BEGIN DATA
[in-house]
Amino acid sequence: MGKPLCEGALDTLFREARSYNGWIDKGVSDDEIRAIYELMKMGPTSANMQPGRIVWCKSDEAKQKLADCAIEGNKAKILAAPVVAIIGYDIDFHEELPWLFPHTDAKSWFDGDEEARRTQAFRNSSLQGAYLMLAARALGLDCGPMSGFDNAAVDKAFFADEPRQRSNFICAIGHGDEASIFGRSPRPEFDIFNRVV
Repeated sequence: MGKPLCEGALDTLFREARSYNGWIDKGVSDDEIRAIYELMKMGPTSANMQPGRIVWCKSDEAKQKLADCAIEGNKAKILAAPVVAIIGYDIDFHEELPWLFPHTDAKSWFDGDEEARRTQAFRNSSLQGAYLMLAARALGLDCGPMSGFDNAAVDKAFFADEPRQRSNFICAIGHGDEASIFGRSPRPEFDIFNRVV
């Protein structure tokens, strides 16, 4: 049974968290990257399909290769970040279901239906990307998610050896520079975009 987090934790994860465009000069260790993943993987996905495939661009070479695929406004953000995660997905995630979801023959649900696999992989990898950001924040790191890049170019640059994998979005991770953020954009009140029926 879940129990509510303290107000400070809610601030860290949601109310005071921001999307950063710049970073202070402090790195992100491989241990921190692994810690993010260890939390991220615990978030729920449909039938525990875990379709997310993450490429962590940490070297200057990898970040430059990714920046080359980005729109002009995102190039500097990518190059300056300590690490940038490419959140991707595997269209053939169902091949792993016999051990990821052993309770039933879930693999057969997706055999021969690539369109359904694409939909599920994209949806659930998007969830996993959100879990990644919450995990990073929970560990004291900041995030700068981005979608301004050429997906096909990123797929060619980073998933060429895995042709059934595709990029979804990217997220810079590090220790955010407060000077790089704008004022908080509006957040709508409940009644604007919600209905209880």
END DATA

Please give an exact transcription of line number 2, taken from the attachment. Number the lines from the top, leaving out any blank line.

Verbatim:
Amino acid sequence: MGKPLCEGALDTLFREARSYNGWIDKGVSDDEIRAIYELMKMGPTSANMQPGRIVWCKSDEAKQKLADCAIEGNKAKILAAPVVAIIGYDIDFHEELPWLFPHTDAKSWFDGDEEARRTQAFRNSSLQGAYLMLAARALGLDCGPMSGFDNAAVDKAFFADEPRQRSNFICAIGHGDEASIFGRSPRPEFDIFNRVV